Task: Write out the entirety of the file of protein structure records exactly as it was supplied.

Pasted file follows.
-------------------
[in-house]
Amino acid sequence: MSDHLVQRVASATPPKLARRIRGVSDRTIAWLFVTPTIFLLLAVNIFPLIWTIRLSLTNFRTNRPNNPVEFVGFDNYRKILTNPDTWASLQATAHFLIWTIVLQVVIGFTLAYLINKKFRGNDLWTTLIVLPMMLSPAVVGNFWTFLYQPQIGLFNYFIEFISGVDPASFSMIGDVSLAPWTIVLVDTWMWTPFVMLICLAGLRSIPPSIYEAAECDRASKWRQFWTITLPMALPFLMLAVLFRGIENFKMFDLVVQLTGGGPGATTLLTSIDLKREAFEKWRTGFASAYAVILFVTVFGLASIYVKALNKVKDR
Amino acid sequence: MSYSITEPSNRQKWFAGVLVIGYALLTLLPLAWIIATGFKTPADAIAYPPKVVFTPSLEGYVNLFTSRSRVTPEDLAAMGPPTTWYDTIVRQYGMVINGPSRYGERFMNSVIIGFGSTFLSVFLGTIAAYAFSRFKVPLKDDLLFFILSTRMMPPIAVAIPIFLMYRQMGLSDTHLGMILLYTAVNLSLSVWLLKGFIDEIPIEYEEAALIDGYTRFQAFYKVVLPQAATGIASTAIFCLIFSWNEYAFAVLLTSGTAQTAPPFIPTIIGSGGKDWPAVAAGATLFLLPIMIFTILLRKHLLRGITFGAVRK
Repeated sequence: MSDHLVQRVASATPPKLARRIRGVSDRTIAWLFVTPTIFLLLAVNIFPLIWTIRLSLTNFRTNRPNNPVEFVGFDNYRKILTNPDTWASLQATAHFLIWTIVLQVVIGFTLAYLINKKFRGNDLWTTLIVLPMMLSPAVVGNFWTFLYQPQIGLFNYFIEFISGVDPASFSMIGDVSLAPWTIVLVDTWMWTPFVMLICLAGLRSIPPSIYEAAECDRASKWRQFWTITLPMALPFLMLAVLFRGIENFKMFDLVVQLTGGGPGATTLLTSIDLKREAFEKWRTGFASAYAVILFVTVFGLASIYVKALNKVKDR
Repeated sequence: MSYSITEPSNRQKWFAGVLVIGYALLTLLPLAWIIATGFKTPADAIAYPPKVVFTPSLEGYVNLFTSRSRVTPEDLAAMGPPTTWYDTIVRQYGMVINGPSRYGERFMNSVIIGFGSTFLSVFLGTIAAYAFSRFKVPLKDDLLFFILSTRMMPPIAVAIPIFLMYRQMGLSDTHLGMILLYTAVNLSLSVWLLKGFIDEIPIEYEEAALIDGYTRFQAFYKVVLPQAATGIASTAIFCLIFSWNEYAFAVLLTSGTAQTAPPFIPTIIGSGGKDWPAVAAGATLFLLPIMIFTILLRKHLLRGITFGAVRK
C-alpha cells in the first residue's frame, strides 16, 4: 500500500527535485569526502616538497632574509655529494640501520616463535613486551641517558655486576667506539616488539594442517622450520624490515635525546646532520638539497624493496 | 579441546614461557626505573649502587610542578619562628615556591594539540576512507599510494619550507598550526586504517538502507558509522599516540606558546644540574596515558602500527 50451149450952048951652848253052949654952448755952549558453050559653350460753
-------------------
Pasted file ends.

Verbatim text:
[in-house]
Amino acid sequence: MSDHLVQRVASATPPKLARRIRGVSDRTIAWLFVTPTIFLLLAVNIFPLIWTIRLSLTNFRTNRPNNPVEFVGFDNYRKILTNPDTWASLQATAHFLIWTIVLQVVIGFTLAYLINKKFRGNDLWTTLIVLPMMLSPAVVGNFWTFLYQPQIGLFNYFIEFISGVDPASFSMIGDVSLAPWTIVLVDTWMWTPFVMLICLAGLRSIPPSIYEAAECDRASKWRQFWTITLPMALPFLMLAVLFRGIENFKMFDLVVQLTGGGPGATTLLTSIDLKREAFEKWRTGFASAYAVILFVTVFGLASIYVKALNKVKDR
Amino acid sequence: MSYSITEPSNRQKWFAGVLVIGYALLTLLPLAWIIATGFKTPADAIAYPPKVVFTPSLEGYVNLFTSRSRVTPEDLAAMGPPTTWYDTIVRQYGMVINGPSRYGERFMNSVIIGFGSTFLSVFLGTIAAYAFSRFKVPLKDDLLFFILSTRMMPPIAVAIPIFLMYRQMGLSDTHLGMILLYTAVNLSLSVWLLKGFIDEIPIEYEEAALIDGYTRFQAFYKVVLPQAATGIASTAIFCLIFSWNEYAFAVLLTSGTAQTAPPFIPTIIGSGGKDWPAVAAGATLFLLPIMIFTILLRKHLLRGITFGAVRK
Repeated sequence: MSDHLVQRVASATPPKLARRIRGVSDRTIAWLFVTPTIFLLLAVNIFPLIWTIRLSLTNFRTNRPNNPVEFVGFDNYRKILTNPDTWASLQATAHFLIWTIVLQVVIGFTLAYLINKKFRGNDLWTTLIVLPMMLSPAVVGNFWTFLYQPQIGLFNYFIEFISGVDPASFSMIGDVSLAPWTIVLVDTWMWTPFVMLICLAGLRSIPPSIYEAAECDRASKWRQFWTITLPMALPFLMLAVLFRGIENFKMFDLVVQLTGGGPGATTLLTSIDLKREAFEKWRTGFASAYAVILFVTVFGLASIYVKALNKVKDR
Repeated sequence: MSYSITEPSNRQKWFAGVLVIGYALLTLLPLAWIIATGFKTPADAIAYPPKVVFTPSLEGYVNLFTSRSRVTPEDLAAMGPPTTWYDTIVRQYGMVINGPSRYGERFMNSVIIGFGSTFLSVFLGTIAAYAFSRFKVPLKDDLLFFILSTRMMPPIAVAIPIFLMYRQMGLSDTHLGMILLYTAVNLSLSVWLLKGFIDEIPIEYEEAALIDGYTRFQAFYKVVLPQAATGIASTAIFCLIFSWNEYAFAVLLTSGTAQTAPPFIPTIIGSGGKDWPAVAAGATLFLLPIMIFTILLRKHLLRGITFGAVRK
C-alpha cells in the first residue's frame, strides 16, 4: 500500500527535485569526502616538497632574509655529494640501520616463535613486551641517558655486576667506539616488539594442517622450520624490515635525546646532520638539497624493496 | 579441546614461557626505573649502587610542578619562628615556591594539540576512507599510494619550507598550526586504517538502507558509522599516540606558546644540574596515558602500527 50451149450952048951652848253052949654952448755952549558453050559653350460753